THE BALTIC STATES EYED FOR NATO EXPANSION:
A NEWSMAX.COM ANALYSIS
By Colonel Stanislav Lunev
In 1940, the Soviet Union annexed the Baltics, and they did not regain independence until the fall of 1991, when the first and the last Soviet president, Mikhail Gorbachev, recognized their sovereignty.
Currently, their common bid to become members of the North Atlantic Treaty Organiza- tion is proving successful, and they are poised to receive an invitation at NATO's November 21-22 Parque summit meeting--a development occurring less than two years after their candidacies were considered long shots.
After a half-century of Soviet domination, recognized by Lithuanians, Latvians and Estonians as nothing other than occupation by a foreign power, these nations are seeking no special advantages from their potential membership in the NATO alliance.
However, knowing their "great eastern neighbor" very well, they want NATO member- ship to protect them from an unpredictable and aggressive Moscow regime, whose leaders are currently seeking the restoration of the "glorious old days" of the former USSR and its dominance in the world.
The Bush administration has prodded reluctant NATO allies in Europe to agree to the largest round of expansion in the history of the 53-year-old alliance, and the first since Hungary, Poland, and the Czech Republic were invited to join in 1997.
What the Baltic states have achieved in their political, economic, and social development in just over a decade of independence has played no small role in the West's positive attitude toward these countries.
Even though they have a combined population of only 7 million people, the three nations stand as examples of self-determination, democracy and openness, human rights, domestic tolerance and reconciliation, and free market economy.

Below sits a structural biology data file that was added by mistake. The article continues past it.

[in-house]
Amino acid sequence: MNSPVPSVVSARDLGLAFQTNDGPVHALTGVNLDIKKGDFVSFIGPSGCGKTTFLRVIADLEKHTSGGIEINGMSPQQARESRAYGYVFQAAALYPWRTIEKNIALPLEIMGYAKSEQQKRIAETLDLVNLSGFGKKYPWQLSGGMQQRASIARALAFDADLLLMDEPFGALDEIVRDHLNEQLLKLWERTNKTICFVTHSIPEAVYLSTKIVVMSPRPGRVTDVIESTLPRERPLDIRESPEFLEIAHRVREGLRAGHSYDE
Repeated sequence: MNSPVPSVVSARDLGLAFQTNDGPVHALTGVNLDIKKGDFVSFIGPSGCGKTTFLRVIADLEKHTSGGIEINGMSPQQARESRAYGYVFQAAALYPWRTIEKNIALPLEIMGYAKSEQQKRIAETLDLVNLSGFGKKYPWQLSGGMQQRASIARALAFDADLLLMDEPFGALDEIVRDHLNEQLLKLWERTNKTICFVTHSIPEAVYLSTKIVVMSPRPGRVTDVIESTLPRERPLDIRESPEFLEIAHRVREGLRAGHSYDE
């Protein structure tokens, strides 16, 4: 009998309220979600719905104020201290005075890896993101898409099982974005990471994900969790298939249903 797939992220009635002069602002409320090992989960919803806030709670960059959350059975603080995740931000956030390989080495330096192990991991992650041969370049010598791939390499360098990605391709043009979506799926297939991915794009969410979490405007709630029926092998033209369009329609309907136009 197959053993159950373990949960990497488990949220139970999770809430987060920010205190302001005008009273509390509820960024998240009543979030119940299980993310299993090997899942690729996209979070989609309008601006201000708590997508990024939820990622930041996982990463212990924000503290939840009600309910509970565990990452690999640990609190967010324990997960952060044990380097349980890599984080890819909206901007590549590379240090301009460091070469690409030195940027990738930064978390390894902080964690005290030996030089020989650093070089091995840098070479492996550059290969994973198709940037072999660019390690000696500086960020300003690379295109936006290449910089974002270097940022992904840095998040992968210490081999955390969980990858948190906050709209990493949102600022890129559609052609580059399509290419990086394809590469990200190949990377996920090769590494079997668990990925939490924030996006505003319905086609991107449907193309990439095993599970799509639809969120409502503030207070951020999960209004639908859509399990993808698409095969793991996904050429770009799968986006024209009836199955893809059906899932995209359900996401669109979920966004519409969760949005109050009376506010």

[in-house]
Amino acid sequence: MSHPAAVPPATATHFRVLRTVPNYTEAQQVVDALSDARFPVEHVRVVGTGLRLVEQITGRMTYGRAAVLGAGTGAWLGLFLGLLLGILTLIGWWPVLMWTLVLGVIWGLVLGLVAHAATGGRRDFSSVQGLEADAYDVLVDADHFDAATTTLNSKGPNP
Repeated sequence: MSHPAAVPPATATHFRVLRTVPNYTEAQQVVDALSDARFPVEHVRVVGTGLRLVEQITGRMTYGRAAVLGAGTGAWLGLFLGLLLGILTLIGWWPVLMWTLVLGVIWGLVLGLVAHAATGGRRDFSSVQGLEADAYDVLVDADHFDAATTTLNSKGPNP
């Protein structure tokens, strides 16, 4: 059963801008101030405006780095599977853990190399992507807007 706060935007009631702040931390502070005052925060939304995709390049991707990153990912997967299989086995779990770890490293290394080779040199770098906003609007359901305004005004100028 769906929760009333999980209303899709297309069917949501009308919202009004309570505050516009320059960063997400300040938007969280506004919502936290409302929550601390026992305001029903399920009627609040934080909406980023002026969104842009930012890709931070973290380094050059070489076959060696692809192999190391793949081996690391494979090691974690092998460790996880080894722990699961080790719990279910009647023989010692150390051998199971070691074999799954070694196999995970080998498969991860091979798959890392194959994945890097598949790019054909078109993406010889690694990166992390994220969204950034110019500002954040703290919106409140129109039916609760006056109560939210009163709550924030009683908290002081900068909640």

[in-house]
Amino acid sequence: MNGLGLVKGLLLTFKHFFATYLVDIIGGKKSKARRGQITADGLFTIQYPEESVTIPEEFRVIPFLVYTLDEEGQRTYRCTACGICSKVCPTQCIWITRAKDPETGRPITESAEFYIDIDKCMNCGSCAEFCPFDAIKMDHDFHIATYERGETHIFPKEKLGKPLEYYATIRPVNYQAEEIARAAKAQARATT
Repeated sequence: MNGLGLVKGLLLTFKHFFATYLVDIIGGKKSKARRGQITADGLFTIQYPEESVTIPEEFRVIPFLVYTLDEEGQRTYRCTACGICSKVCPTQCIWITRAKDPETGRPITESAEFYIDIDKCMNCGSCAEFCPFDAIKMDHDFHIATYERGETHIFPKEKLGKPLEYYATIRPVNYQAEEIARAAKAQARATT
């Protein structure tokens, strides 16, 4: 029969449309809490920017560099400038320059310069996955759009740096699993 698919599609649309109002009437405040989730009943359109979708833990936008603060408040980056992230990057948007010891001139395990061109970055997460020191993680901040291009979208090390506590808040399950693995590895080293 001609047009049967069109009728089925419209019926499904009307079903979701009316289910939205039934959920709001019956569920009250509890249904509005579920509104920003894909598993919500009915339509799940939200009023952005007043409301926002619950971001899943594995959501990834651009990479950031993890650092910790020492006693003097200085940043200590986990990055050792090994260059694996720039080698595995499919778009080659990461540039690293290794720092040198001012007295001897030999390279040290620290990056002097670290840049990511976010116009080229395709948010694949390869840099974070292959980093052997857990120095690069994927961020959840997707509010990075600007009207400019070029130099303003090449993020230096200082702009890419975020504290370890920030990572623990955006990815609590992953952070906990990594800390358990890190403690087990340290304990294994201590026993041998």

Of the three countries, which were jewels in the Soviet crown even during the Cold War, Estonia is usually touted as the best off economically, followed by Latvia and Lithuania. Estonia's economy is developing successfully, its currency is stable, monetary and fiscal restraint kept the government in check, and it's easier for a small country to refocus.
Latvia's location between the other two states has helped it to land more investors looking for a regional hub. Coupled with a highly educated work force, as in Estonia and Lithuania, it should continue to benefit as its transport infrastructure improves and it becomes an easier place to do business.
Previously, Latvia has been criticized for its handling of its large Russian population (344,000 out of 2.3 million) but has been given the stamp of approval from international organizations for its citizenship laws that require knowledge of the Latvian language.
Lithuania has slowly recovered from the 1998 global financial crisis and has recently announced some impressive economic indicators such as economic growth of 4.7 percent this year. Average monthly wages were about $270 last year, compared with $250 in Latvia and $330 in Estonia.
All three states have sent peacekeepers to Bosnia and Kosovo, and have offered to deploy their troops to Central Asia as part of the anti-terrorist coalition. They have also established a joint battalion, radar network and an officer-training college, among other cooperative initiatives.
Left with little military equipment or facilities after Soviet troops left, the Baltic states started modeling their new military forces and structures to NATO standards.
Although NATO invitations for the Baltics at the Prague summit are now all but certain, just over a year ago no one was betting they would get in. In May, the U.S. Congress demonstrated its support for NATO enlargement when it passed the Freedom Consoli- dation Act providing $55 million in military aid to seven aspirant countries, including the three Baltic states, plus Slovakia, Slovenia, Romania and Bulgaria.
Albania and Macedonia are also among the formal candidates, but few give either much chance of receiving an invitation in Prague. The enlargement question has helped fuel a larger debate on the future of NATO, which no longer has its Cold War mission and has not been a major factor in the global war on terror.